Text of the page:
Getting your GED Diploma might seem overwhelming but it is not that complicated and it can be done in a few steps.
The GED exam measures basic knowledge at a level that high school students must command upon graduation.
Sometimes a test taker may be able to pass four GED tests without any special preparation, but most applicants will need to study to pass the GED test.
You can study online or sign up for the traditional GED prep classes near you.
Let’s explore what the GED® Test is, how to prepare for it and, of course, how to be successful on the GED Test.
What is the GED Test?
If you don’t have a high school diploma, you can take the GED® Test to earn your high school equivalency diploma.
Holding the credential means you will be able to go to college and apply for jobs that require a high school diploma.
This test is provided by the GED Testing Service LLC.
More than 95 percent of all institutions of higher education recognize and accept the GED certificate as being comparable to a common high school diploma.
- The 4 GED subject tests are in Math, Language, Science, Social Studies
- The passing score on each subtest is 145 (out of 200)
- You have 2 years to pass all 4 subject tests
- The GED testing fee is around $30 per subject in most states, and retakes are often cheaper. In some states testing is free. Check how it works in your state here
- Age requirement: usually you must be at least 16 years old but for those 16/17, restrictions apply. Check the Age Requirements in your state here
- To sign up for the GED you need to make an account on the official GED website. Click here to read all about it
What’s on the GED Test
The following are the subject fields in which your knowledge is assessed on the GED test:
Math (Mathematical Reasoning): Students should be familiar with arithmetic and math concepts, measurements, equations, and applying math concepts to solve real-life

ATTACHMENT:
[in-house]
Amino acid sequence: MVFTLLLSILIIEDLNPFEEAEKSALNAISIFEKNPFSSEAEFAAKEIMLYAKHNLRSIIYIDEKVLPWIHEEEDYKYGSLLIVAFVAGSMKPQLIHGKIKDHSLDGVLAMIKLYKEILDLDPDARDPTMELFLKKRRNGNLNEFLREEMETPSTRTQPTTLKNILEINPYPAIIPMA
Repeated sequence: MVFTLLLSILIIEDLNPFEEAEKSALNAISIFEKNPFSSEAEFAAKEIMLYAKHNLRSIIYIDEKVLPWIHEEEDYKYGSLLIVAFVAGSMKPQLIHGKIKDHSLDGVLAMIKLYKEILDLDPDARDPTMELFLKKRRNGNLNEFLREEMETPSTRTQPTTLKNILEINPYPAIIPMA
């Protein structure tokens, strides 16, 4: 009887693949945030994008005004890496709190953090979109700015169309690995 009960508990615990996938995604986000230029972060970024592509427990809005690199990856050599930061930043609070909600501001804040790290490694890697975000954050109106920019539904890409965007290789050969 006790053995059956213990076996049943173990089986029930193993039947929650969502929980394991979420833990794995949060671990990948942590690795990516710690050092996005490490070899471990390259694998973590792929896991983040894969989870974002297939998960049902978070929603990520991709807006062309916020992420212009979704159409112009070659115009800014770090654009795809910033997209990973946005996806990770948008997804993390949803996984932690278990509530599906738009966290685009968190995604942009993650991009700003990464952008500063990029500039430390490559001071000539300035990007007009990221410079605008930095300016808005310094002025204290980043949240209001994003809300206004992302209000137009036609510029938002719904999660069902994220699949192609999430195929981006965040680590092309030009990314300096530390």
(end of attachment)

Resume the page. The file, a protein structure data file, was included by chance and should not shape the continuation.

problems. You’ll have access to a formula sheet that gives you information like how to calculate the area for different shapes.
Literacy (Reasoning through Language Arts): Applicants should be familiar with reading and writing concepts, along with grammar. Students don’t need to memorize giant vocabulary words or diagram sentences.
Social Studies: Students should be familiar with basic social studies concepts, but you’re not expected to have in-depth knowledge of each topic. You don’t need to know the capitals of countries or the timeframes that certain wars occurred.
Science: Students should be familiar with basic science concepts, but you’re not expected to have in-depth knowledge of each topic. They don’t need to know the entire periodic table of elements or the number of bones in the human body.
How long does it take to prepare for the GED
- It can take three months to get a GED® diploma if you study 2-3 times a week for at least 1 hour. If you would learn once a week, it will take 6-8 months to get ready for the GED® test. Read here how to achieve these results.
- Make sure you check our online classes to prepare for the real exam. We offer 128 free video classes and 95 practice tests for the GED test
- To check locations of traditional classes near you, click here
The GED Passing Chart
Below Passing Score: 100 – 144
Passing Score (High School Equivalency): 145 – 164
College Ready Score: 165 – 174
College Ready Score + Credit: 175 – 200
TASC and HiSET tests come with separate writing and reading tests (so five in total) and are available both on paper and computer-based (except in New Jersey where all tests are only available on a computer).
How to sign up for the GED Test
To sign up for the GED test you need to visit ged.com and create your account with MyGED. This is a great and efficiently designed website that allows you to schedule your exam. Check our step-by-step manual how to do it.
GED Test Language options
The GED exam is offered in English and Spanish with special formats available for the visually handicapped, and at some testing sites in French as well.
Special arrangements for physically disabled applicants are possible, please contact the Chief Examiner for arrangements and official approval.
Free GED /TASC/HiSET testing
Four states offer GED, TASC, or HiSET testing for free: New York, West Virginia, Connecticut, and Maine.
- New York and West Virginia use the TASC (Test Assessing Secondary Completion)
- Maine is using the HiSET (High School Equivalency Test)
- Connecticut uses the GED (General Education Development) Test (but there is a small registration fee)
2 states partly subsidize the GED test:
- Arkansas: the GED exam fee is $16 ($4 per module or test)
- Maryland: the GED exam costs $45 for all 4 subjects, $11,25 per module
Alternatives to GED
The GED Test is the most used high school equivalency test, but there are a few alternatives, the TASC and HiSET.
There is also the possibility to earn an online high school diploma. Just make sure the course is legit and accredited. Click here to read about High School Diploma for Adults
3 Paths to Your GED Success
Obtaining a GED diploma has many benefits, and successful completion of the program and passing the exam gives adults better employment options and the opportunity to continue their education.